Houston Music Chooses 2022’s Best Albums

Houston Music Chooses 2022’s Best Albums

Houston’s music underdogs, we featured them in 2022 for their best album picks of 2022. It’s a list that might bring you back to some music you missed last year, and a list that serves as a reminder of the stories we’ve done about these artists. Best of all, it details the plans they have for 2023. Please enjoy.

ABRY, Amelia Moore Teaches a Robot to Love (additional data)

We featured Houston pop vocalist ABRY in October on the release of her single “Panic.” In 2023, she’s planning a full-on drop of her alternative, electronic pop. She said she’s been rehearsing and singing a lot to prepare for a Jan. 12 show at the Big Top Lounge.

“I’m excited to play there, I haven’t even been there before so I’m excited to watch,” she said. “I have RINAS, who is an up and coming alternative pop act, and then Max Diaz, who is also alternative, opening for me. I’m really excited for their sets as well. I’ll be playing a lot unreleased stuff, all my music released as well. It’s going to be great. I hope a lot of people who just haven’t heard of me will be there. It’s always fun to see people’s reactions in real time to music, especially if it’s not published yet, because you know instantly “people like it, people don’t”.

ABRY’s MO has been to release singles periodically, but in 2023 she has decided to release a full album sometime around spring.

“It’s always so hard because you have to let the song go. When you upload it to the distribution site, you’re like, ‘Okay, I think this is it.'” I want to be really intentional about (2023), just make sure I don’t feel pressured to take things off if I’m not ready and just make sure I’m enjoying the process but also doing it, you know what I mean? Don’t be afraid and just do it do it.”

She said she was a bit undecided in choosing her album of the year, citing SZA’s new album and the work of Rosalía, Fletcher and one of her all-time favourites, Charli XCX, as standouts. In the end, she chose an artist with whom she has little in common named Amelia Moore.

“I was actually kind of nervous about picking one — you know, I’m a Gemini so it’s hard for me to make a decision. I don’t even know if I have a favorite color,” she laughed. “I’ve been listening to a lot of music throughout the year and I’ve been inspired by so many artists, but I think I want to take this opportunity to promote an underdog like me more. She’s definitely bigger than me, but not on the level of some. .the other albums I was listening to.

“She’s a young pop artist, recently signed to Capitol and released her debut work called Teaching a Robot to Love (Additional Data). I love this piece of work number one because it’s a concept album and I’ I’m always a stickler for any concept work because I know it takes a lot more thought and intent to create it.

“Another thing about her — vocally she’s really fearless,” she continued. “It starts off really simple in terms of the production and her vocals and then before you know it, you get to the chorus and it’s huge, it’s anthemic, it’s breathtaking. It starts off more like this bedroom pop vibe and then it goes into this different space that you wouldn’t expect from a young artist.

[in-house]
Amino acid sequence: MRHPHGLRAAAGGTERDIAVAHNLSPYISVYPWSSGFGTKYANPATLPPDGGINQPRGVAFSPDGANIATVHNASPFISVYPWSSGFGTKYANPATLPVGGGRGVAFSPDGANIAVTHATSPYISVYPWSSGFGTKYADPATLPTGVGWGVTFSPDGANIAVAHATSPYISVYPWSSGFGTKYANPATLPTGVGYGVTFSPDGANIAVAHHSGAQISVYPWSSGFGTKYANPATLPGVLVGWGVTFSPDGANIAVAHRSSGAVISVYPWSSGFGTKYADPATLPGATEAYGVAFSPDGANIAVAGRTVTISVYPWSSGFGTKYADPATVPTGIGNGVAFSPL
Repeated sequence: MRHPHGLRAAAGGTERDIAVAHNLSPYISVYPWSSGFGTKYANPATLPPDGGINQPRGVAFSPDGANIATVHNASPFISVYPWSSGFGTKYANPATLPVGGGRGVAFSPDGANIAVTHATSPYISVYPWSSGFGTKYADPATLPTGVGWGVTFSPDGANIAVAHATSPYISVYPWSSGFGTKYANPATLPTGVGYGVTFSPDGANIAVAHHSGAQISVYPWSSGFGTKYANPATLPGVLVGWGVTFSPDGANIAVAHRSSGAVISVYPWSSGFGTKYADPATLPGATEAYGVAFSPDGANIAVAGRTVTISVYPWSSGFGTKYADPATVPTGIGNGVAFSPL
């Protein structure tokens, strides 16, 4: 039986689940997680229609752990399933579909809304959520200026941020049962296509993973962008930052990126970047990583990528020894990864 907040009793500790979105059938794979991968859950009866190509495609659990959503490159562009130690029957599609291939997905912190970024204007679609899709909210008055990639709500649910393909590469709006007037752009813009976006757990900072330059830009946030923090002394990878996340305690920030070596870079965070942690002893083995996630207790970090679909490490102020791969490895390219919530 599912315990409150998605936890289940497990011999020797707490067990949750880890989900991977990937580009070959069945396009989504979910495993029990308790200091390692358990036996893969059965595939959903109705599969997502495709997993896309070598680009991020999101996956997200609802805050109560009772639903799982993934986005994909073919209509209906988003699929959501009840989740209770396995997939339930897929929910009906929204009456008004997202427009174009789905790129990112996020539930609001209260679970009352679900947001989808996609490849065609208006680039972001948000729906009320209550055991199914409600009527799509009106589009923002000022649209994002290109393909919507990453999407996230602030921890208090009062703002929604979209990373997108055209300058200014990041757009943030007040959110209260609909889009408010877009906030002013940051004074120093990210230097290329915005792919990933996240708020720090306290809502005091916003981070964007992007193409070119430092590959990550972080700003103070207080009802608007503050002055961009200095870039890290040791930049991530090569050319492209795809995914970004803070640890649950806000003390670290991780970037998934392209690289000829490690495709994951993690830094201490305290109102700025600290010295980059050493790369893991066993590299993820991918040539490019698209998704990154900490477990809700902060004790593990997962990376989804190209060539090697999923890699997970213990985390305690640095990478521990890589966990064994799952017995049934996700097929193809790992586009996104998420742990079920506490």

“She wasn’t afraid to take risks with her voice, with her visuals, with her production choices,” ABRY said. “Her voice is so unique. Even though she could sing on anything, it’s also interesting to hear that this music is so personal to her. The production was in a league of its own, her vocals, everything is with her really as good as it could have been. She deserves so much more recognition than she has, she’s so underrated.”

ABRY headlines Big Top Lounge 9pm Thursday 12th January. $10.

Vaughn Chung, Awaiting Spill from The Backseat Lovers

“I actually have an album that I’ve been listening to a lot lately. I had a lot of stuff that I liked this year, but the one I connected with the most I’d say is from this band called The Backseat Lovers. The album is called Waiting to Spill. This has been my favorite album so far. It came out not too long ago actually, October 28 was the release date,” said Chung, whose band Paper Gliders performed here in November.

“They’re an indie band from Utah. They’ve been making noise for the last couple of years and the album has a lot of different influences on it. Like I definitely listen to Radiohead and I listen to a lot of folk artists out there. There’s a lot of different things going on in this album and it’s done really well because there are a lot of bands that have tried to emulate those artists, like Radiohead. But it’s done in a way where it feels like it’s 2022 and it’s their take on a lot of different things and I feel like it’s a more mature sound coming from them from the first album, which was more raw and kind of a bit math rock-y and more traditional indie rock.

“More than anything, it takes me to a place. When I listen to it, I go, ‘I’ve got to finish this album from start to finish.’

Another thing Chung appreciated about the album is that it seems to be a complete work of art rather than algorithm-based music, “stuff that people can sit down and be patient and really absorb and get a taste of the musicians and artists behind it. That’s my thought process and that’s why this is my favorite.”